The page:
It is also helpful to review the client’s history, particularly regarding early family relationships.  She may have experienced repeated abandonment and loss, abuse and exploitation, or feelings of guilt and responsibility.  Often the client becomes more worried about repetition of these early experiences, usually outside of awareness, as she engages more deeply in therapy.  It seems paradoxical, but the client may feel more frightened in therapy as she becomes more attached. 

A third area to examine is the client’s current life.  She may be living in circumstances that are disruptive and distracting.  Her attention shifts to more compelling priorities rather than her commitment to a weekly therapy session.  Examples are volatile partner relationships, financial crises, challenges in parenting, and lack of control in job duties and scheduling.  In addition, some clients find it hard to keep regular appointments when their symptoms recur or become more severe.  An increase in depression or anxiety, recurrence of a manic or psychotic episode, or a relapse on substances may lead the client to withdraw from support and help when it is most needed.  

Once you have considered the factors above, you can develop a preliminary understanding of the meaning of the client’s disengagement and a response that fits your understanding.  Your supervisor’s input will be useful in this process both clinically and administratively, since your agency may have requirements regarding frequency of contact for open cases.  Supervision is a time to reflect on your own feelings regarding this shift and potential loss.  Your response to this situation will reflect your unique pattern of managing loss and rejection as well as specific thoughts and emotions related to your relationship with this particular client.  There is a lot to learn about yourself and about the complexity of client engagement in psychotherapy when you face this type of disruption.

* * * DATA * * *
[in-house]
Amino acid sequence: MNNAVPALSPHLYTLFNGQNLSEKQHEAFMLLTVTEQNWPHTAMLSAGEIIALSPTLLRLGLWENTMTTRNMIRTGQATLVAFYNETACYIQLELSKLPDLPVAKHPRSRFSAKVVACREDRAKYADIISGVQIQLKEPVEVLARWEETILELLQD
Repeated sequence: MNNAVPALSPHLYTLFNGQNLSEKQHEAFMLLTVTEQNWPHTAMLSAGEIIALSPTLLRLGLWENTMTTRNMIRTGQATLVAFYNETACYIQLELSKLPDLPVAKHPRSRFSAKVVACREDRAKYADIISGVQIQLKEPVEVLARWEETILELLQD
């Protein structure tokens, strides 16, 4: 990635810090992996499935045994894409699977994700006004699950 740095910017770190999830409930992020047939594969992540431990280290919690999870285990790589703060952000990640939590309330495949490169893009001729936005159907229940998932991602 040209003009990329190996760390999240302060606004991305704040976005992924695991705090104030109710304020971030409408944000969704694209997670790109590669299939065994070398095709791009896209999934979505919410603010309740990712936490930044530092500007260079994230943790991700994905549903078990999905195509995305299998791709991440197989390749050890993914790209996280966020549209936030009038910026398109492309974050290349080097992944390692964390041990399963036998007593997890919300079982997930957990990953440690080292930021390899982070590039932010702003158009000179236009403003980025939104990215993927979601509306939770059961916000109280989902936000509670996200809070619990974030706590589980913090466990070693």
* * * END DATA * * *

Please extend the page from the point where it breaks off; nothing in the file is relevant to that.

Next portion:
In most cases when the client has missed two or more sessions and hasn’t responded to phone calls, it is a good idea to make a final phone call in which you express your understanding that the client may have made a decision to end therapy and give a specified date about a week later that you will close the case if you don’t hear from her.  I also recommend sending a written letter which acknowledges the ending, after the specified time period has elapsed.  The letter can briefly summarize the issues the client discussed in therapy, describe progress that was made, and provide referrals or offer a return to you or another therapist at the agency in the future.  You and your supervisor will decide the appropriateness and specific content of communication by phone and/or letter but generally it is preferable to provide a clear ending.